Students briefly returned to class for the first two days of this week, but since Wednesday, classes have been outright canceled as teachers refused to work in person and CPS refuses to go remote, leaving families in limbo once again.

Fourth-Generation Family Business Fries Up a Chicago Classic for More than 40 Years

Once they were satisfied with the filling’s flavor and folding process, Iltaco added the pizza puff to its lineup in 1976 and it took off from there. (WTTW News)

From saganaki to the jibarito, Chicago’s blend of cultures has resulted in a long and delicious list of culinary innovations. One particular Chicago food favorite started with an Assyrian family who folded together Italian and Mexican ingredients to create a hot dog stand staple.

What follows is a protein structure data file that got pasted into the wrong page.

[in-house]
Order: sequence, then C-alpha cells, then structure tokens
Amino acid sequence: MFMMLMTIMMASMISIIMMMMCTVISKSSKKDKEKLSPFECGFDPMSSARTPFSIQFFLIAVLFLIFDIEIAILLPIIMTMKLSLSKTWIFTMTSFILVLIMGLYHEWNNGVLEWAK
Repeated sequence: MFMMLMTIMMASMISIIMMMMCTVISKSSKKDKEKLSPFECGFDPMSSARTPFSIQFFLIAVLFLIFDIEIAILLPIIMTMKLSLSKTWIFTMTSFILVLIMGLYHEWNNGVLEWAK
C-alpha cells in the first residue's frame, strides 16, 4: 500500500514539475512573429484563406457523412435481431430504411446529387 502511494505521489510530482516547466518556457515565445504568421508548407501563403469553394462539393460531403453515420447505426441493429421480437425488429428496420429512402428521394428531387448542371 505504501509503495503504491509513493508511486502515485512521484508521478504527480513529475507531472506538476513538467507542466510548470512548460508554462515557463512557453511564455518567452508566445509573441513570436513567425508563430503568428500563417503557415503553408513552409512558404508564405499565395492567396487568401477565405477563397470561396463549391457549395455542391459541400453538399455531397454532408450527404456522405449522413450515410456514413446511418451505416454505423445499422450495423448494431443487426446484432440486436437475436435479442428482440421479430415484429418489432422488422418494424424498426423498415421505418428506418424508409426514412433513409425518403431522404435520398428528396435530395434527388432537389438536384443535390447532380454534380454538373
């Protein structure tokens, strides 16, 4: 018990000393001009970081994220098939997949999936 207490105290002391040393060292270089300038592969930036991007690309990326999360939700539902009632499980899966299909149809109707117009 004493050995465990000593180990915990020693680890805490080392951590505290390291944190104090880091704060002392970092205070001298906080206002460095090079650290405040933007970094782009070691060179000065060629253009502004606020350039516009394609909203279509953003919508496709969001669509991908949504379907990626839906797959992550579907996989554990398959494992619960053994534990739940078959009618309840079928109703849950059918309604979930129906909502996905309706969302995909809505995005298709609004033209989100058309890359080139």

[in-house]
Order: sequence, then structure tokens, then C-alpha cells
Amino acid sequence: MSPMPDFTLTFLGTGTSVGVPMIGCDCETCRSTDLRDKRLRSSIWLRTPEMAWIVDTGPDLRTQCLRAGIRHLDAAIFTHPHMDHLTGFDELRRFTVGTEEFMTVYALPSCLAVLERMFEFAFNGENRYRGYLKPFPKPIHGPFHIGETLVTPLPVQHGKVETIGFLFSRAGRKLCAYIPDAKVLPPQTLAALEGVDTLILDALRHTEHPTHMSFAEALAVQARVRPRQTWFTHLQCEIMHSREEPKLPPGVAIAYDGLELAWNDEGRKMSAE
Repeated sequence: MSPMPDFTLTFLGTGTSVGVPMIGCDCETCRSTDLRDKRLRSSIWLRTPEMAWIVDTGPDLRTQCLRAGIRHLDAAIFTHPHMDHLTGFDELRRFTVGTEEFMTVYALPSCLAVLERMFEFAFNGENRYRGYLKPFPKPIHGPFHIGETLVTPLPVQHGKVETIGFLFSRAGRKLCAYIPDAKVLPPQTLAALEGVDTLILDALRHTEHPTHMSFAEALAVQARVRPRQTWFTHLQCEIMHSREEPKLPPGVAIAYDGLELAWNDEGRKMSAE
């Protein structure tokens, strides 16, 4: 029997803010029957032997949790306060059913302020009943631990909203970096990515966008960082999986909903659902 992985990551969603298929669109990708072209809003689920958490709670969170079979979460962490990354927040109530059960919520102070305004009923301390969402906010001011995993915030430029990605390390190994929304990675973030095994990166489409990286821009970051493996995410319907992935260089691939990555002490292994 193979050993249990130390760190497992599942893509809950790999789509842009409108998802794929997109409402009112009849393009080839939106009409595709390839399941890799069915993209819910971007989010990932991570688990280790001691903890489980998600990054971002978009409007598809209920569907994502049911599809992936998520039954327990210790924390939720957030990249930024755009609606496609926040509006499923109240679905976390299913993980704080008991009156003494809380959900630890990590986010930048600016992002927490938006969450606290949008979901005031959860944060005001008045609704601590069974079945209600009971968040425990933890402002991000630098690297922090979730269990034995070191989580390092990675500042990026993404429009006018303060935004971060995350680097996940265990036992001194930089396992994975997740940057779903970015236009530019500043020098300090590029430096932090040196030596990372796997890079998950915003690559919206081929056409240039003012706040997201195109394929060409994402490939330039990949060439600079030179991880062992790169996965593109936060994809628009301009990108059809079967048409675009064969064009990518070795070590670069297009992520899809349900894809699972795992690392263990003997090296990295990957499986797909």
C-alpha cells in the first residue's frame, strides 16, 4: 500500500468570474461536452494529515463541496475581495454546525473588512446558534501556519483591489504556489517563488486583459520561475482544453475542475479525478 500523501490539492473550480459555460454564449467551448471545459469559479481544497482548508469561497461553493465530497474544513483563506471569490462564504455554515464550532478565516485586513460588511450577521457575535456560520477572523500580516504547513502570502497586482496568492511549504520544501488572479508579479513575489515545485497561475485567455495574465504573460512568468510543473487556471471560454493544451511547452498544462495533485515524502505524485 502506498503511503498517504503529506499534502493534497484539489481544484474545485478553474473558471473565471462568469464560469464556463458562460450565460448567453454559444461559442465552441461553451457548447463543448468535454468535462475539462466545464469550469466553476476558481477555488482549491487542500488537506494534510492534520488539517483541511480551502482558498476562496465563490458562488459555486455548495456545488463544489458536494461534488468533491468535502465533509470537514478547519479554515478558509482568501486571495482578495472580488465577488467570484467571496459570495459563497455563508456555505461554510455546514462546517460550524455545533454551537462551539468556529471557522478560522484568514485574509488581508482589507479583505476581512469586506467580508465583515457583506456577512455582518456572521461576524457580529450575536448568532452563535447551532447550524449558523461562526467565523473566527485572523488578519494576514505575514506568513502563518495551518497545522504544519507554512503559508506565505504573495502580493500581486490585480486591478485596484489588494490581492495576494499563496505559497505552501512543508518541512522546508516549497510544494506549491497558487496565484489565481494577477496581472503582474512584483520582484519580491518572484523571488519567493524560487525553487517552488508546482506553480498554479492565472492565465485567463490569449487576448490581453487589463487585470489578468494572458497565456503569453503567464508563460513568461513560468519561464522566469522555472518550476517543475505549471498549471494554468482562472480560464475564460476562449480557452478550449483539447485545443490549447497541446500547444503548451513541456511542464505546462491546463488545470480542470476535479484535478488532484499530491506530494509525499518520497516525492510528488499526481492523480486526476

Local Woman Reconnects With Departed Father Through Rediscovered Photos

A local woman sees a new image of her father through his long-lost street photography. (Courtesy Joan Tortorici Ruppert)

Local television producer and writer Joan Tortorici Ruppert lost her father as a young child. But through a collection of rediscovered photo negatives, she’s getting to know who he was before he was her father and getting a glimpse into Chicago history too. 

Ravenswood Artists Show There’s No Place Like Home in Chicago

Katie Lauffenburger paints a ceramic home inspired by Chicago architecture. (WTTW News)

Our city’s towering skyline gets all the press, but for the husband-and-wife artist duo behind Wonder City Studio, it’s the vernacular styles that make Chicago a place worth calling home.

Vintage Shops Get Up to Thrifty Business in Logan Square

At Vintage Frills, Jennifer Kelly says she’s always looking for the items from the 1990s and 2000s she says are on trend with millennials and Gen Z kids. (WTTW News)

Resale is a multi-billion dollar industry and shopping secondhand is growing in popularity as an affordable and eco-friendly way for young fashionistas to carve out a style niche for themselves. Two shops in Logan Square are hoping they can capitalize on that trend.